Also, one of the ideas behind the LPFM service was that it would be accessible — easy to apply and to maintain. But we’ve seen increasing complexity of rules for all broadcasters. Part of that comes from changing technology, but part of it is structural at the FCC, which is built to service larger stations. The forms are complex, and it can be tough for folks to apply, to understand the requirements, to keep in compliance. 

RW: What are examples of stations that exemplify what LPFM can be? 

Paul Bame: The Coalition of Immokalee Workers in Florida is one. When it started its radio station it had already been an active organization, dedicated and skilled, with longevity under its belt. Another is CATA – The Farmworkers Support Committee, which works with farmworkers and the Latino immigrant community in New Jersey, Pennsylvania and Maryland. We’re also honored to work with a lot of African American stations including WBPU in St. Petersburg, Fla., and WEQY in St. Paul, Minn.

The Coalition of Immokalee Workers in Florida launched WCIW in 2003. Here, volunteers introduce Esperanza, a 15-foot animated puppet “who embodies the hopes of farmworkers for dignity and freedom in the fields.”

Floyd: A bright spot has been low-power stations that sprouted up at public access TV stations, such as at Davis Media Access in California and PhillyCam in Philadelphia. Public access TV is similar in some ways to the community radio concept, and in these cases their stations have become symbiotic and enhanced the operations of the public access stations. 

RW: I’m trying to get to the elements that are critical to success, or at least survival.

Floyd: One of the biggest is community support — access to funding through an existing organization or local foundations, or a cohesive group of volunteers who are interested in supporting and helping build the station. 

The financials of launching an LPFM can be tough for a new organization. You need to raise money through crowdfunding or other sources. Public funding is not available for LPFMs. So it’s important to have that community support and buy-in.

Public access TV station PhillyCAM in Philadelphia launched WPPM(LP) in 2016.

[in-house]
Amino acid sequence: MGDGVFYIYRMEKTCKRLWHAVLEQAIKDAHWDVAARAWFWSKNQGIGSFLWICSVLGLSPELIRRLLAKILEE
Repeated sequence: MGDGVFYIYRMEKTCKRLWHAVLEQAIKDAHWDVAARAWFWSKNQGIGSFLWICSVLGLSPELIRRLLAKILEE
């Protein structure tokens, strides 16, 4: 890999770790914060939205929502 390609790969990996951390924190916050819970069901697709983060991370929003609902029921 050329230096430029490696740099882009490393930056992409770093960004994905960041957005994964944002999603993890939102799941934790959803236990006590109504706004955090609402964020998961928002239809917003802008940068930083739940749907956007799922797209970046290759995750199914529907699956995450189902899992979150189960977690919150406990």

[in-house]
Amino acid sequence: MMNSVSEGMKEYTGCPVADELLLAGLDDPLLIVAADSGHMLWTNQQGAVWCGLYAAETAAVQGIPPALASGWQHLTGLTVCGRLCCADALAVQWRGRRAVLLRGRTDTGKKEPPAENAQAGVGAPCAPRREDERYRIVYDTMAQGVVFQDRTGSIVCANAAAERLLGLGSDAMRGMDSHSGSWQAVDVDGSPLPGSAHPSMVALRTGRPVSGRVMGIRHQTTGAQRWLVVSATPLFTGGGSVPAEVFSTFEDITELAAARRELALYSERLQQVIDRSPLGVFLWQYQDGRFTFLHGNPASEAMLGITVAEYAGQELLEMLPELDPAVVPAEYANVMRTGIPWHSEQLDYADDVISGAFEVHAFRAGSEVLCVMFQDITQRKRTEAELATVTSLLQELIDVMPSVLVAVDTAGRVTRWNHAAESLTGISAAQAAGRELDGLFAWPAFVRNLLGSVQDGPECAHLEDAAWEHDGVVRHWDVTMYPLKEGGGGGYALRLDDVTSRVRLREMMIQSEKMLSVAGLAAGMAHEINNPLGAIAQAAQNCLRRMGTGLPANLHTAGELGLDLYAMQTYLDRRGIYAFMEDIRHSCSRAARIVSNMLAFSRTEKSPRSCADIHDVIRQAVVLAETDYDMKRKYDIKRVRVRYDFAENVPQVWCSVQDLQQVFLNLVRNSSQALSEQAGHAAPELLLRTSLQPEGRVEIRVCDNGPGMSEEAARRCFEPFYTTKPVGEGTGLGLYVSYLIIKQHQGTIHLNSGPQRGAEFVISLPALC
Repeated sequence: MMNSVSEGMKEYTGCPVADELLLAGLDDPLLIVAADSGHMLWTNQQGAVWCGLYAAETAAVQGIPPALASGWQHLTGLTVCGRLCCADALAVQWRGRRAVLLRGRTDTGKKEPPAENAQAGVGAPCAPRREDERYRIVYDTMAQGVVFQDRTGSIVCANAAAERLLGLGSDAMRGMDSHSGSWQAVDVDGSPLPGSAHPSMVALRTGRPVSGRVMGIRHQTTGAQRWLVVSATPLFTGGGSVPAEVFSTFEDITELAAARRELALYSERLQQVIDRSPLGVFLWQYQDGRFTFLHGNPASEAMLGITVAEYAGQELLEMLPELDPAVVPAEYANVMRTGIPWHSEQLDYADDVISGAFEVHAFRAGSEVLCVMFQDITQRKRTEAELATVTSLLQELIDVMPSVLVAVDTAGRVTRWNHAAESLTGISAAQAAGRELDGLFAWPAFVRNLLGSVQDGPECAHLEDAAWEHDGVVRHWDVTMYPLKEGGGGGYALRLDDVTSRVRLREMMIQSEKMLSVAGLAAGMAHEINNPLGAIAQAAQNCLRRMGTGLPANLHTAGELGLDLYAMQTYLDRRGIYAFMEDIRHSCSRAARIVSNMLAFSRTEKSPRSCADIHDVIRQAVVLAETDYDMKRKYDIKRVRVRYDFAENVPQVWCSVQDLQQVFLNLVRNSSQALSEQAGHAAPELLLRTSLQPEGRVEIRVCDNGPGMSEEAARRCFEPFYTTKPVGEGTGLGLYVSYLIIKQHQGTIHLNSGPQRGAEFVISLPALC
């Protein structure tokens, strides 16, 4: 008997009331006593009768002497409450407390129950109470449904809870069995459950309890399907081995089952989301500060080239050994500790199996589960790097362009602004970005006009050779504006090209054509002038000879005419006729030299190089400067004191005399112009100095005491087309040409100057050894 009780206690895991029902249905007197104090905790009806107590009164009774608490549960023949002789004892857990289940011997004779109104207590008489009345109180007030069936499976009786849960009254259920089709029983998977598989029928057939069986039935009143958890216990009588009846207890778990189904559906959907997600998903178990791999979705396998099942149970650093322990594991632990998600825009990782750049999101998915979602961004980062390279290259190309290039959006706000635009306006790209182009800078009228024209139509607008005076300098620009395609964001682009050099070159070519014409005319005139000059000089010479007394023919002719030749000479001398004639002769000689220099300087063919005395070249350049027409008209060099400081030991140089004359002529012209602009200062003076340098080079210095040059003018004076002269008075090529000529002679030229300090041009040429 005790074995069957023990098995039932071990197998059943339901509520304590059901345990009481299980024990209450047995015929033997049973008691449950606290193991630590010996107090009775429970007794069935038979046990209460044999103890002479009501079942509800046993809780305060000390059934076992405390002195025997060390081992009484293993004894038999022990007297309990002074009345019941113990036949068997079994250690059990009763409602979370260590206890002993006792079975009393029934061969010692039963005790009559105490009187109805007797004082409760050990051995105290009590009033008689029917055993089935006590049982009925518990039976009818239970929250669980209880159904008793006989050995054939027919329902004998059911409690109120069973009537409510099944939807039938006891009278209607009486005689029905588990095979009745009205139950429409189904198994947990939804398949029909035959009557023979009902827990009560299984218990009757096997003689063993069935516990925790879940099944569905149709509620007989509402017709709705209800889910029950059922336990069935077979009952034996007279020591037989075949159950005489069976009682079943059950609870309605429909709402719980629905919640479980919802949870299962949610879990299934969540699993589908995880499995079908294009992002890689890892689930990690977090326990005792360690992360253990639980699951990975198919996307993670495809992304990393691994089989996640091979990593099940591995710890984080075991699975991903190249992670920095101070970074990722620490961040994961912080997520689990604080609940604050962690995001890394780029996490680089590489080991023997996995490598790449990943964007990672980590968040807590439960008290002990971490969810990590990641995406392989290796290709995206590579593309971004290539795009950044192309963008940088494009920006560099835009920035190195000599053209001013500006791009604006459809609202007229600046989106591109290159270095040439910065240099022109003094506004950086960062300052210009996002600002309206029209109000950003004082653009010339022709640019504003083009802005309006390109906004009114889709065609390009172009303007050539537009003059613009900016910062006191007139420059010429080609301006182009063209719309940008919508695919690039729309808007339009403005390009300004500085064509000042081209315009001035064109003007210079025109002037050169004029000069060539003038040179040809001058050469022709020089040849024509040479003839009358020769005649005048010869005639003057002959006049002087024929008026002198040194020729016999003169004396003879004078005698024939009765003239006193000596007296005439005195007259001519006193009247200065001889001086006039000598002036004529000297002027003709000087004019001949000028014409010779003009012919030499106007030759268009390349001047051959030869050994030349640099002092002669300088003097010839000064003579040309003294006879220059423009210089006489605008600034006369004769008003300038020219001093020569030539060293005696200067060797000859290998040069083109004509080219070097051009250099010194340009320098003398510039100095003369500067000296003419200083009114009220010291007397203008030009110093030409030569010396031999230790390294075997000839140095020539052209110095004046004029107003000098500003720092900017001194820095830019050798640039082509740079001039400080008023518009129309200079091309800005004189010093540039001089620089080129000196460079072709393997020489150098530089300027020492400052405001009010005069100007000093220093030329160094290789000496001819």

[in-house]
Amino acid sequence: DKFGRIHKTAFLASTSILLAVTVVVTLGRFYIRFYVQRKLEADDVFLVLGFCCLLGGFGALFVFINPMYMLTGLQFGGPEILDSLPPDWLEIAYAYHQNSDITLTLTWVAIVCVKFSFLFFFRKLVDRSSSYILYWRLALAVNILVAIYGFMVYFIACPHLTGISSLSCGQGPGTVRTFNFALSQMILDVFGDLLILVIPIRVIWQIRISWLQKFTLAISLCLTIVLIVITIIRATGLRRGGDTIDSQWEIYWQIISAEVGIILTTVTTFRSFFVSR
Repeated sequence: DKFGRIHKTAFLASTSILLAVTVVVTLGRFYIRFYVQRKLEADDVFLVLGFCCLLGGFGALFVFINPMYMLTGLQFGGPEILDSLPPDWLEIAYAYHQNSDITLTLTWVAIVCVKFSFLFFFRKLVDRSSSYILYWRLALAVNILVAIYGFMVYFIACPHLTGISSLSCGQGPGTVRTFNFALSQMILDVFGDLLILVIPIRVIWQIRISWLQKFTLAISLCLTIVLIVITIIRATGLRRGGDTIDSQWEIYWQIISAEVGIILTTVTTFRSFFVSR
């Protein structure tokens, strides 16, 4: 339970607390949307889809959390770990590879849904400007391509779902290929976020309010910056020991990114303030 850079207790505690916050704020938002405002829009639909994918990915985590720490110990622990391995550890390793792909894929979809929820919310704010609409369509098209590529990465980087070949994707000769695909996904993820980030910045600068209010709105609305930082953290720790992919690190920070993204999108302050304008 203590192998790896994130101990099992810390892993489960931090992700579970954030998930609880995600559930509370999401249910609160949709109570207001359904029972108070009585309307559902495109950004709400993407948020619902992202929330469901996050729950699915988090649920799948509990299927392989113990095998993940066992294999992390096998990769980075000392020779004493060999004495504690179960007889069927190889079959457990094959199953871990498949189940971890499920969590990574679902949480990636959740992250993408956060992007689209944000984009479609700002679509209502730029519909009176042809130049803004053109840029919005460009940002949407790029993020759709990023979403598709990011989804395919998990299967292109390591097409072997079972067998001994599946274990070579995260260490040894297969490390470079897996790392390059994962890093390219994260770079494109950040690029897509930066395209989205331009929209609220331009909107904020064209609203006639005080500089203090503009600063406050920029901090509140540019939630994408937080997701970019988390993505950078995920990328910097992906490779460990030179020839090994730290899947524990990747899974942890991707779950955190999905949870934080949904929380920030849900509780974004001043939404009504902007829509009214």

Bame: I suspect that if we did the research, we’d find that the percentage of LPFMs that have failed is no different than the percentage of nonprofits that have failed in general. 

RW: Are you busy as a result of the recent application window?

Bame: It’s early for most stations at this point. We are in the Station Building Assessment phase with many of them.

Floyd: It’s essentially a guided plan for your station build. We lay out a budget, a timeline, a design for equipment, a budget for broadcast engineering services — from us or someone else — and how it all fits together. 

Sometimes we’ll design a project and assist with equipment sourcing while a broadcast engineer on the ground finishes it up. Even though our rates are affordable, travel costs can still be high on an LPFM budget.

We also do referrals to equipment vendors with whom we work closely; and we may organize group buys for clients on items like transmitters.

RW: What should stations expect to spend?

Floyd: It can cost almost anything. You’re going to need at least $10,000 or $15,000, with a lot of free labor and free equipment; but you could spend a lot more to build a station. You need to decide what’s feasible for the organization and create a plan; then you know how much you’ll need to raise before you can begin construction.

The rent for a studio or space on a tower might be the most expensive ongoing expenses. And if you need to build a tall tower, or even just hire a tower climber to hang an antenna, that could easily take most of your budget.